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Morning Briefing: Trump 2.0 Emerges, and How the Trump Campaign Black Mirror'd Voters in 2016

By Dustin Rowles | Politics | March 19, 2018 |

By Dustin Rowles | Politics | March 19, 2018 |


Re: Trump: A lot of reporting over the weekend (and much of last week) has focused on a newly “emboldened” Trump, a Donald Trump who thinks he understands his job better, a Donald Trump who no longer believes he needs the counsel of his advisors, a Donald Trump that only wants to hire people now that validate his own gut instincts. I don’t have to tell any of you how dangerous that is, or how those autocratic impulses may play out.

Trump is basically trying to be King of America now, and with the departures of Hope Hicks and Gary Cohn — who checked him, mentally and politically — we can assume that Trump will govern even more like he campaigned. That’s doubly concerning because it’s what his base wants: More conflict, more chaos, and most importantly to Trump’s supporters, more sticking it to the liberals. He is going to start attacking Robert Mueller personally; he’s going to continue lashing out; and there will be fewer checks on his panicky impulses on Twitter, as we saw this weekend and this morning. To wit:

The Republican Congress, at best, is sitting on their hands, and at worst, they are encouraging or emboldening Trump’s behavior. A few are kind of sort of but not really raising the red flags.

A blue wave in the midterms has never been more important, but what we’re up against is a campaign that is not above playing dirty pool. Take, for instance, Cambridge Analytica. The Russians may have meddled in our election, but Cambridge Analytica may have been very instrumental in two ways: 1) it’s possible that Cambridge Analytica provided their information on 50 million Americans — misappropriated from Facebook — directly to the Russians, and 2) even if they didn’t, Cambridge Analytica used psychological methods to essentially manipulate American voters into buying into the propaganda proliferated by Russian bots.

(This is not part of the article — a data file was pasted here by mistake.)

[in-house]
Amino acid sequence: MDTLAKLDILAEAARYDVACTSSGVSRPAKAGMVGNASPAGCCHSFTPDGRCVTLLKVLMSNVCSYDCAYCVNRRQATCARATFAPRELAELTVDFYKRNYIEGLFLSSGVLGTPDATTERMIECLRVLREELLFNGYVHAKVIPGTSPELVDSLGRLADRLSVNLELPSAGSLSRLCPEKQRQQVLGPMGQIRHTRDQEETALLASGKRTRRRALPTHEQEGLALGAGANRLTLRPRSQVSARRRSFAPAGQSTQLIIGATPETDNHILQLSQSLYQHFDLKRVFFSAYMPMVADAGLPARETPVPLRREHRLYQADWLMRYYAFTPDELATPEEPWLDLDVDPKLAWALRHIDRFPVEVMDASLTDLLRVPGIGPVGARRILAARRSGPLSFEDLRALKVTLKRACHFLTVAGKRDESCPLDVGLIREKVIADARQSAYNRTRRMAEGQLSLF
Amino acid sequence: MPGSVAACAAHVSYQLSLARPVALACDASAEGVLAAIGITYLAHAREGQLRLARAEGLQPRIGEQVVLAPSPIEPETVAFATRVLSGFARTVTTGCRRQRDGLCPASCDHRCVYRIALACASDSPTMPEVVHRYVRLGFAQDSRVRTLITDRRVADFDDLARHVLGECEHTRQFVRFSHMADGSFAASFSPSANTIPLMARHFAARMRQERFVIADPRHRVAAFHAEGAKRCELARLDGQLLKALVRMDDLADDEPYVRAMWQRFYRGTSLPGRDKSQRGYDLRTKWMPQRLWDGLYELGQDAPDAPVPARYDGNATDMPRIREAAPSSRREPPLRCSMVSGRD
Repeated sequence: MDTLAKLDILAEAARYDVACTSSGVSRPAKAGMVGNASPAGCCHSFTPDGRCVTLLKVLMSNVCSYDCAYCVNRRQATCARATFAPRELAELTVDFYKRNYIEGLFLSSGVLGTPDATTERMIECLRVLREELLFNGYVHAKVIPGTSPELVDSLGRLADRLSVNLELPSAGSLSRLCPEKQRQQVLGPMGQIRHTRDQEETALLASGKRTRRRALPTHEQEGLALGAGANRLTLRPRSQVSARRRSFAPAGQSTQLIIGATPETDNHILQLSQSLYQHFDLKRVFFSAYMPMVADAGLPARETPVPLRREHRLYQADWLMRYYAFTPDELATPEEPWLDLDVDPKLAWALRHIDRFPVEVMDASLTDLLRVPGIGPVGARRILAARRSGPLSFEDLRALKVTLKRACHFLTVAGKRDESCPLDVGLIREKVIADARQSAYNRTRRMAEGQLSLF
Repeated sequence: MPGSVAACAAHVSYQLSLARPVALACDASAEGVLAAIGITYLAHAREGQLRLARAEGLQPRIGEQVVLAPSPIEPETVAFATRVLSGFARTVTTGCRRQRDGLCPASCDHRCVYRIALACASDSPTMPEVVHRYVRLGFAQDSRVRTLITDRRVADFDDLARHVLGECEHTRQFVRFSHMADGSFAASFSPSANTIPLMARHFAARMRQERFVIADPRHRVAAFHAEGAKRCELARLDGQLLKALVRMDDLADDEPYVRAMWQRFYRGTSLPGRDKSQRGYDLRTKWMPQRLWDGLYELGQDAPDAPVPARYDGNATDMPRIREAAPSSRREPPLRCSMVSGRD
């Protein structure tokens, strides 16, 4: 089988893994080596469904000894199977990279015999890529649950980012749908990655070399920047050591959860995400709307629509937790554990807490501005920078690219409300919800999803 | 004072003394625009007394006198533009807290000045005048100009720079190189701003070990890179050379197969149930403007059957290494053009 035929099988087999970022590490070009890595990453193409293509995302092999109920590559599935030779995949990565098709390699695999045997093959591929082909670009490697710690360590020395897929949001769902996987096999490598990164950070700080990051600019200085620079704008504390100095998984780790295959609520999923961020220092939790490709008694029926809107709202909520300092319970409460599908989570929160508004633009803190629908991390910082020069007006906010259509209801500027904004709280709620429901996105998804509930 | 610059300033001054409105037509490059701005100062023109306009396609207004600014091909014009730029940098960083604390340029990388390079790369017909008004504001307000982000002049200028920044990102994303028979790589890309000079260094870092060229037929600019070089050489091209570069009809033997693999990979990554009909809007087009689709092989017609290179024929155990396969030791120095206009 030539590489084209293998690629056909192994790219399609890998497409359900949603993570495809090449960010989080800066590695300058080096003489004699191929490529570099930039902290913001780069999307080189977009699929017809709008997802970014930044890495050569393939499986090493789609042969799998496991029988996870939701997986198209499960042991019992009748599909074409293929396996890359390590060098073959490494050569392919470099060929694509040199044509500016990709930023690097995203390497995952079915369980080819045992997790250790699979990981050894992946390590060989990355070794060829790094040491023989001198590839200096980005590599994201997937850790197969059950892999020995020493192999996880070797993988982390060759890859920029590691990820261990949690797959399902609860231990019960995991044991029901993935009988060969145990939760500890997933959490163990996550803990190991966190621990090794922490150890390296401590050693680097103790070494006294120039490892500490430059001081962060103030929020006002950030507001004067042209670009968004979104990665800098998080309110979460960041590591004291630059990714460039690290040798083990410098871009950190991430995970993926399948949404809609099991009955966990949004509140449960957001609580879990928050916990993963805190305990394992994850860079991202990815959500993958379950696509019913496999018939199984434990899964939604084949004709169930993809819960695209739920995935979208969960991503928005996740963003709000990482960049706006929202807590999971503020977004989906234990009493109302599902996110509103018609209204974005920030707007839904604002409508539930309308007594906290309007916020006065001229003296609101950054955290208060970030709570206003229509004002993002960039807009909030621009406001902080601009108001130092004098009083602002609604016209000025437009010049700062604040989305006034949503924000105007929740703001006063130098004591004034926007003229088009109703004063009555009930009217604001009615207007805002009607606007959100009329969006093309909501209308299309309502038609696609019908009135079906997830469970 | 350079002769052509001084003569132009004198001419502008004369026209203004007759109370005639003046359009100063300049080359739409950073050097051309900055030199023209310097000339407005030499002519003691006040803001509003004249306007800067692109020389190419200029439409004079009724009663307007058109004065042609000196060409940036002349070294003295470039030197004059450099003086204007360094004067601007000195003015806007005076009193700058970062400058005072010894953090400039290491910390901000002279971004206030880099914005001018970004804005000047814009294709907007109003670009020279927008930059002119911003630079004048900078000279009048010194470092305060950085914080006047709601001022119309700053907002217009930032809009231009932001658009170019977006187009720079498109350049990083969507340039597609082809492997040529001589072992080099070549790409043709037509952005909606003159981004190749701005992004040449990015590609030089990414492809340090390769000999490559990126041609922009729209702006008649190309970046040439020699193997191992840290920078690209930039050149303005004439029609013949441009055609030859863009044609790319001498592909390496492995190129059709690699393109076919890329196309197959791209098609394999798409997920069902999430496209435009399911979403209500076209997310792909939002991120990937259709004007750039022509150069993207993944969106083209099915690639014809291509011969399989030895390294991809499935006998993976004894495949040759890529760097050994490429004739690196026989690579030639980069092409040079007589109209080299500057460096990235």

Christopher Wylie, a former employee of Cambridge Analytica, has been blowing the whistle on his former company. Basically, this is what happened: Cambridge Analytica obtained the misappropriated voter profiles of 50 million Facebook users — this was the basis of the company — and then the company used that information to spread fake news to easily manipulated voters. Basically, the company softened their minds psychologically and made them more amenable to believing in fake news, which was boosted by both the Trump campaign and the Russians. Cambridge Analytica, Facebook, and the Russians (with the aid of Wikileaks) — wittingly or not — were all working in tandem to create a political environment that demonized Hillary Clinton and made voters more amenable to Trump’s message. (Wylie, by the way, has been banned from both Facebook and Instagram for blowing the whistle).

There is every reason to believe that the Trump campaign was in on this from the beginning. Ultraconservative billionaire Robert Mercer helped fund Cambridge Analytica; Stephen Bannon sat on its board and was its former VP; Corey Lewandowski met with them even before Trump launched his campaign; Michael Flynn was an advisor; and Jared Kushner and Brad Parscale officially brought Analytica onto the Trump campaign. Kushner himself bragged about the kind of tactics they used in the election. They took the voter profile information from Facebook, for instance, and then, say, targeted The Walking Dead viewers — prone to fear of outsiders — and amped up their anti-immigration messaging in states like Wisconsin and Pennsylvania, and then used bots to amplify those messages.

The Trump campaign, with the aid of Cambridge Analytica, Facebook, and the Russians, basically used psychological warfare online to manipulate the minds of voters and ultimately narrowly win the election (despite losing the popular vote).

This is some serious Black Mirror bullshit.

Dustin is the founder and co-owner of Pajiba. You may email him here, follow him on Twitter, or listen to his weekly TV podcast, Podjiba.